Return to them to the pan, turn the heat to low and toss with the reserved garlic and oil mixture.when hot, transfer to a serving bowl.


Pork Chops

Ingredients

3–4 pork chops (1 lb) 3/4 inch thick
Freshly ground black pepper
1/2 cup homemade BBQ sauce (see recipe below) or your favorite brand

Directions

Prepare an outdoor grill for high direct heat and indirect heat. Oil the grates.

Trim off excess fat and pepper both sides of the pork chops.

Place the pork chops on the grill over direct high heat with the lid closed. Cook for 2 minutes.

Turn the pork chops over and continue grilling, lid closed, for another 2 minutes.

Reduce the heat to medium-low on a gas grill or move the chops to a cooler portion of a charcoal grill.

Brush a liberal amount of barbecue sauce on the chops and then turn them over. Brush more barbecue sauce on the top side.

Cook for another 2 or 3 minutes or until the internal temperature of the chops are 145° F.

Remove the pork chops from the grill to a serving platter and let rest for about 5 minutes.

BBQ Sauce

Ingredients

26 oz container strained or crushed tomatoes
1 cup water
1/2 cup apple cider vinegar
1/3 cup maple syrup
1 tablespoon lemon juice
2 teaspoons onion powder
1 1/2 teaspoons garlic powder
1 1/2 teaspoons ground black pepper
1 1/2 teaspoons ground yellow mustard
1 teaspoon smoked paprika
1/2 teaspoon salt

Directions

Combine all of the ingredients in a medium saucepan over medium-high heat.

Stir to combine. Bring to a boil, and then reduce to simmer. Cook, uncovered, until thick about 1 ½ hours. Taste and adjust seasonings.

Store in an airtight container in the refrigerator.

Buttermilk Mashed Potatoes

4 servings

Ingredients

1 pound potatoes, peeled and cut into cubes
Salt
1/4 – 1/2 cup buttermilk
2 tablespoons chopped fresh chives

Directions

Bring a large pot of salted water to a boil. Add the potatoes and cook for 15 minutes, or until tender. Drain and place in a large bowl.

Mash the potatoes, adding the buttermilk until moist and the consistency that you like. Season with additional salt if needed. Add the chives and serve..

Garlicky Sautéed Greens

4 Servings

Ingredients:

3 cloves garlic, sliced thin
2 tablespoons extra virgin olive oil
4 cups (packed) stemmed and roughly chopped swiss chard or other greens
1/4 teaspoon red pepper flakes
1/2 teaspoon sea salt

Directions:

Heat garlic and oil in large skillet over medium-low heat until the garlic begins to turn golden, about 3 minutes. Pour the mixture into a small bowl and reserve.

Add the Swiss chard, red pepper flakes, and salt to empty skillet. Using tongs, turn greens until wilted enough to fit in the pan.

Raise the heat to medium, cover, and cook 7 to 10 minutes, tossing a few times during the cooking process. Transfer the greens to a colander to drain.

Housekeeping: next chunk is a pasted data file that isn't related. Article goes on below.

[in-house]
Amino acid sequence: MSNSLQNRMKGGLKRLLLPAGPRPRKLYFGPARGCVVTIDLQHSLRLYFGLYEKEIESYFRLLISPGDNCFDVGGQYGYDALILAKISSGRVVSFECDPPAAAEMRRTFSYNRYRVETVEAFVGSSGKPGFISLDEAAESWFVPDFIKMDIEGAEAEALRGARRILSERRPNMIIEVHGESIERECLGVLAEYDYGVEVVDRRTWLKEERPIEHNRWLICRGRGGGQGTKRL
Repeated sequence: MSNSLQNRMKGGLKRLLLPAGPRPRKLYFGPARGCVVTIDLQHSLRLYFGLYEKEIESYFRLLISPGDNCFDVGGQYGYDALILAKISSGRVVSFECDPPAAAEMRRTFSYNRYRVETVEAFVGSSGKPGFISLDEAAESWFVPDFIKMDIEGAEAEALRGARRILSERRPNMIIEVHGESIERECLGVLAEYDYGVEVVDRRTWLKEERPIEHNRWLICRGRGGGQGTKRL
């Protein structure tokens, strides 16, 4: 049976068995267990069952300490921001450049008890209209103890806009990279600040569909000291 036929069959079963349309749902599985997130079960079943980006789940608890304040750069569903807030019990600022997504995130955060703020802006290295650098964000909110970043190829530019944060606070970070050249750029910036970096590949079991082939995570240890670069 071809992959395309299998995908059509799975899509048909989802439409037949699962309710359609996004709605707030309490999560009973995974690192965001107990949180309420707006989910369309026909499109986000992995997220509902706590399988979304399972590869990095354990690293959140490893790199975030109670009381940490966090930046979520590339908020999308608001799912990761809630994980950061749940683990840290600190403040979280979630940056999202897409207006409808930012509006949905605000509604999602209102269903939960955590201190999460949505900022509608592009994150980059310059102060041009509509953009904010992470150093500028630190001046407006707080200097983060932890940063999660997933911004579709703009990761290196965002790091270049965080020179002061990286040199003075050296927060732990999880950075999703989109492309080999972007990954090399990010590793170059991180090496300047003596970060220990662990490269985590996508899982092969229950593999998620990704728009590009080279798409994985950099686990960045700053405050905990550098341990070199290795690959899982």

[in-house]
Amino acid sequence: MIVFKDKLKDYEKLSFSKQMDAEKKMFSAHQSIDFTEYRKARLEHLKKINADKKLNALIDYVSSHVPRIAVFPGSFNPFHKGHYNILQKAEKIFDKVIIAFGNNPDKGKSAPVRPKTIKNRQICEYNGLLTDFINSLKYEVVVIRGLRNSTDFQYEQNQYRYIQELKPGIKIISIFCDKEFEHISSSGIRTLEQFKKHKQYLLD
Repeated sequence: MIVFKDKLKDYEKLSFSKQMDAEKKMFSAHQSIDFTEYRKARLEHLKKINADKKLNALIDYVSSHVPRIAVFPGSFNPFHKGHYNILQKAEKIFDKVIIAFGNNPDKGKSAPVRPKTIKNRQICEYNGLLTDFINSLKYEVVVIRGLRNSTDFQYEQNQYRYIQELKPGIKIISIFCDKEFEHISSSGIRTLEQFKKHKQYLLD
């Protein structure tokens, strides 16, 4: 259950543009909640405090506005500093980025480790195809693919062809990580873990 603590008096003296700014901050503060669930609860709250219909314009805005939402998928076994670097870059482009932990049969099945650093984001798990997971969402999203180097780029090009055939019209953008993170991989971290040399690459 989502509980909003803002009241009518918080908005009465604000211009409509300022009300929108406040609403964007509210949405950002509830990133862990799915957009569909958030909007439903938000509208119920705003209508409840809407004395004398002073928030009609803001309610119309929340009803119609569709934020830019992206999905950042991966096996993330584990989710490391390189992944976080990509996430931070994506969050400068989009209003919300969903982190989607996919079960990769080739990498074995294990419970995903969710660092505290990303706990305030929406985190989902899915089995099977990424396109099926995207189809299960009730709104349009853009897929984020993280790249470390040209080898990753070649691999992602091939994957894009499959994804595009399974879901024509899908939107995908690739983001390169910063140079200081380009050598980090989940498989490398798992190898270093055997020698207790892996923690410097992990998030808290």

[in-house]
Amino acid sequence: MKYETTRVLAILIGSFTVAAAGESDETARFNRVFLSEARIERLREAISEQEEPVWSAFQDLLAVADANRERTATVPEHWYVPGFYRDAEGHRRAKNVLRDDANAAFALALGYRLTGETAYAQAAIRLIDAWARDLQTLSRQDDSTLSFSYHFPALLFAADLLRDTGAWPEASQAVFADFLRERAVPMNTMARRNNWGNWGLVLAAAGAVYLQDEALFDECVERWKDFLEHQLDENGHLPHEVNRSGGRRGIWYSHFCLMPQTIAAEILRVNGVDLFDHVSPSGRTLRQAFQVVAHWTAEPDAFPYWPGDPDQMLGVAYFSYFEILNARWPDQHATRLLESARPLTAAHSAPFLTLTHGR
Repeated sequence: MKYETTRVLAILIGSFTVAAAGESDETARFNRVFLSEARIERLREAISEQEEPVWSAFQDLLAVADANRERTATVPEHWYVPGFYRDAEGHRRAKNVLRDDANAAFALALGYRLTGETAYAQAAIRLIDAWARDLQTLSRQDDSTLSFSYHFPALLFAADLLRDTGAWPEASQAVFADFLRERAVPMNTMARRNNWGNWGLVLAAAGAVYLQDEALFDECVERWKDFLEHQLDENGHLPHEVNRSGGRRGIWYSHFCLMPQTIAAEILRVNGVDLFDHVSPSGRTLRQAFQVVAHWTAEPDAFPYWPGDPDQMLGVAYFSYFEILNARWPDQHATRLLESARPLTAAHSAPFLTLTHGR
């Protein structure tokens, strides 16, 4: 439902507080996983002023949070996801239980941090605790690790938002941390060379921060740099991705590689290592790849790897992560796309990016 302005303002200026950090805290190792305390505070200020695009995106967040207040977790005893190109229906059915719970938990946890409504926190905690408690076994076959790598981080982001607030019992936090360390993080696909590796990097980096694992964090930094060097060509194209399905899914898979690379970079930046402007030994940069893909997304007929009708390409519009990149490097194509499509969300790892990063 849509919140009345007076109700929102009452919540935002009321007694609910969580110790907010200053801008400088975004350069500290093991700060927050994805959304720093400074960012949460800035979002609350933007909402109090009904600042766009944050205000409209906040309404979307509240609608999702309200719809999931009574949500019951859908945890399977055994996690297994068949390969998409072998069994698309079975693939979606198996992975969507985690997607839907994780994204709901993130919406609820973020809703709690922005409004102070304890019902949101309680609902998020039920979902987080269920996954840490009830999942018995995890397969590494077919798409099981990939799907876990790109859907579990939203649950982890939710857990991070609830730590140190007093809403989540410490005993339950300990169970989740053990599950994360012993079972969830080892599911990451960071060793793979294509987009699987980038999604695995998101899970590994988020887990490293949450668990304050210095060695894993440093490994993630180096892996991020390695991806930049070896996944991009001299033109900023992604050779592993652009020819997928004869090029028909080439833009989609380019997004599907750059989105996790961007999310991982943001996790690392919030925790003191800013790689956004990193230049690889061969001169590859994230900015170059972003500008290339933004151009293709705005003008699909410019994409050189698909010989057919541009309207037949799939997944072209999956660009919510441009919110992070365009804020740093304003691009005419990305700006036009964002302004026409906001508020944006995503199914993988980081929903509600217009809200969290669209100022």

Return to them to the pan, turn the heat to low and toss with the reserved garlic and oil mixture.when hot, transfer to a serving bowl.


Fresh asparagus stalks are firm, straight and smooth. They should be a rich green color with a small amount of white at the bottom of the spear. A dull green hue and wrinkles in the stems are an indication of old age. Also look for asparagus that stand up straight–the stalks should not be limp. The asparagus tips should be tightly closed and compact. If possible, buy asparagus that are standing in a shallow bin filled with a small amount of water which keeps the base of the stem from getting dry. There are endless ways to prepare asparagus and here is one of mine.

Asparagus and Cheese Stuffed Chicken Breasts

2 servings

Ingredients

2 skinless, boneless chicken breast halve, about 6 oz each
Olive oil
Salt and black pepper to taste
2 slices prosciutto
10 very thin asparagus spears, trimmed – divided
4 large, thin slices provolone cheese
1/4 cup grated Parmesan cheese
Chopped parsley or chives for garnish

Directions

Preheat the oven to 375 degrees F (190 degrees C). Grease an 8×8-inch baking dish with a cover (or you may use foil) or use individual baking dishes.

Place each chicken breast between two sheets of plastic wrap on a solid, level surface. Firmly pound the chicken with the smooth side of a meat mallet until very thin. Brush one side with olive oil and sprinkle lightly with salt and pepper. Place two slices of cheese on top of the chicken. Place a prosciutto slice on top of the cheese. Place 5 spears asparagus down the center of the chicken. Repeat with the other chicken breast and roll the chicken around the asparagus to make two compact rolls. Place the rolls seam side down in the prepared baking dish and brush with olive oil. Sprinkle each with 2 tablespoons of grated Parmesan cheese.

Bake in the preheated oven for 20 minutes. Cover the dish and return the baking dish to the oven for 10-15 minutes or until an instant-read thermometer inserted into the center reads 160 degrees F. Sprinkle the chicken rolls with fresh chopped herbs before serving.

Sautéed Beet Greens

See Monday’s recipe for Marinated Beets. The beet greens from that recipe are used here.

Ingredients

2 bunches beet greens, stems removed and leaves cut into small pieces
3 tablespoons extra-virgin olive oil, or to taste
2 cloves garlic, minced
1/4 teaspoon crushed red pepper flakes
Salt to taste
Freshly ground black pepper to taste
Juice of one lemon
Optional garnishes crumbled bacon or feta cheese

Directions

Heat the olive oil in a large skillet over medium heat. Stir in the garlic and red pepper flakes; cook and stir until fragrant, about 1 minute.